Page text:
The Asian Development Bank (ADB) is providing a 60 million Georgian lari ($22.3 million) loan and a $500,000 technical assistance grant to Credo Bank (Credo) to launch new products including home improvement and mortgage loans to lower income households in rural areas and on the outskirts of Georgia’s capital, Tbilisi.
The loan is provided in Georgian lari supporting Georgia’s strategy to increase the use of local currency and reduce foreign currency-induced credit risks of the beneficiaries and banks.
“This is ADB’s second project with Credo and it allows the bank to expand its services to small business and rural household customers, most of whom are women,” said ADB Lead Investment Specialist for Private Sector Operations Mr. Rainer Hartel. “We are proud to work with Credo Bank to reach underserved regions, boosting economic activity and affordable housing to enhance Georgia’s sustainable and inclusive growth.”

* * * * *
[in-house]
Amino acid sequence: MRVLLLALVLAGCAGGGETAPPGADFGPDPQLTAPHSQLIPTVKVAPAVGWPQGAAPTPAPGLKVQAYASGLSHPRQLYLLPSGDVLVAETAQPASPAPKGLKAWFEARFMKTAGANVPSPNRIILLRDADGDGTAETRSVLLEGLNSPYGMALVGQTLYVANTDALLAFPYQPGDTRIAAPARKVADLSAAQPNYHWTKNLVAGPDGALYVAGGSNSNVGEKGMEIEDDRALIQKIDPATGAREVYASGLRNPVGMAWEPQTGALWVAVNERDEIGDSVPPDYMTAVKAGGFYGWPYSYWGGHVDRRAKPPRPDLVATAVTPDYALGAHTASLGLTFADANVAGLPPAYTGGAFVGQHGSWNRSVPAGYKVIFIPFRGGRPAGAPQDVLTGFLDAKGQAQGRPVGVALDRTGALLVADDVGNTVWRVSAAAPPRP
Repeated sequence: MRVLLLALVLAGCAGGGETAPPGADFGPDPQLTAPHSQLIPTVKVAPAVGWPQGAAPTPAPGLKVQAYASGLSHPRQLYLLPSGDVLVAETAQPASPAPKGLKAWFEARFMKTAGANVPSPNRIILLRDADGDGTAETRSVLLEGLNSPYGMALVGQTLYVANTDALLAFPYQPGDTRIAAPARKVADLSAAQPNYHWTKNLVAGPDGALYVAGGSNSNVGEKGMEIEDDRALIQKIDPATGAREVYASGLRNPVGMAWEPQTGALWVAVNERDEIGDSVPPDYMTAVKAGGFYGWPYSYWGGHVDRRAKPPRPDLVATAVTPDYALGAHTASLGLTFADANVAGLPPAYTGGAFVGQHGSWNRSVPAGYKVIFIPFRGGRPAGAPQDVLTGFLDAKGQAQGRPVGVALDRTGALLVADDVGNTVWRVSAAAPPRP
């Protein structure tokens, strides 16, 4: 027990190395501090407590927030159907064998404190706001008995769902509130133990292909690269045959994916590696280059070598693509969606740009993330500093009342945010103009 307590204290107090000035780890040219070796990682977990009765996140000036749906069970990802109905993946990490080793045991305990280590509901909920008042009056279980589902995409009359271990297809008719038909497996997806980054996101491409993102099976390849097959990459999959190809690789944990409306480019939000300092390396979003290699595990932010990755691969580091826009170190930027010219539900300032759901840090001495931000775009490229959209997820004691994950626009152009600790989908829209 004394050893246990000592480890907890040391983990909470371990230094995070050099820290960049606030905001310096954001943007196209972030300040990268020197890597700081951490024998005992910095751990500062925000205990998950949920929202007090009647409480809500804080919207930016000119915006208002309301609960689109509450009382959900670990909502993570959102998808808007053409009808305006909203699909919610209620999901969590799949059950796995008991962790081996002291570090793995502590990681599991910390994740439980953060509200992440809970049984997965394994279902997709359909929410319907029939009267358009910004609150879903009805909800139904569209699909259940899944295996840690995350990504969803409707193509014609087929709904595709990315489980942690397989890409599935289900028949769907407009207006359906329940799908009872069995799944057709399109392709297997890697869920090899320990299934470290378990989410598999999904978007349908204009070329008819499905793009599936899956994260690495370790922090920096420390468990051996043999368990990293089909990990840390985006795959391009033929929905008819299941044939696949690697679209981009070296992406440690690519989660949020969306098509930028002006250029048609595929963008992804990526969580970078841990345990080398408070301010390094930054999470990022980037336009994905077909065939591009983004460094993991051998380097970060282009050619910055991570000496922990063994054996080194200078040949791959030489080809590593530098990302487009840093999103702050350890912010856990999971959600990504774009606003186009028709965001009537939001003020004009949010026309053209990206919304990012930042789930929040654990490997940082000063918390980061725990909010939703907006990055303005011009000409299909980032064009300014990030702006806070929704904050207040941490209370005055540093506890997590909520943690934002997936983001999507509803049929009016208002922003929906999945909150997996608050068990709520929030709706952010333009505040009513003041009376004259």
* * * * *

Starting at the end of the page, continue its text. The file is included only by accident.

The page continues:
Credo’s long-term loans will particularly benefit women-headed households, who represent the majority of the bank’s clients, not only by improving living conditions but also by broadening rural income generation through the construction of homestays. The technical assistance aims to improve Credo’s outreach to 1,300 remote village communities through fintech solutions covering payment, savings, and loan services, as well as financial literacy and entrepreneurship training through Credo’s academy services.
Around 43% of Georgians live in rural areas and 27% in regional towns, with a vast number working in small enterprises or in subsistence farming. The assistance will support the wellbeing of the rural population and help address poverty in the regions.
Since 2007, ADB has provided nonsovereign loans totaling $255 million to banks in Georgia.
Credo is a leading financial service provider for households as well as micro and small enterprises (MSEs) in Georgia, serving about 230,000 MSE borrowers, 50% of whom are female, with an average loan size of 2,300 Georgian lari.
ADB is committed to achieving a prosperous, inclusive, resilient, and sustainable Asia and the Pacific, while sustaining its efforts to eradicate extreme poverty. In 2018, it made commitments of new loans and grants amounting to $21.6 billion. Established in 1966, it is owned by 68 members—49 from the region.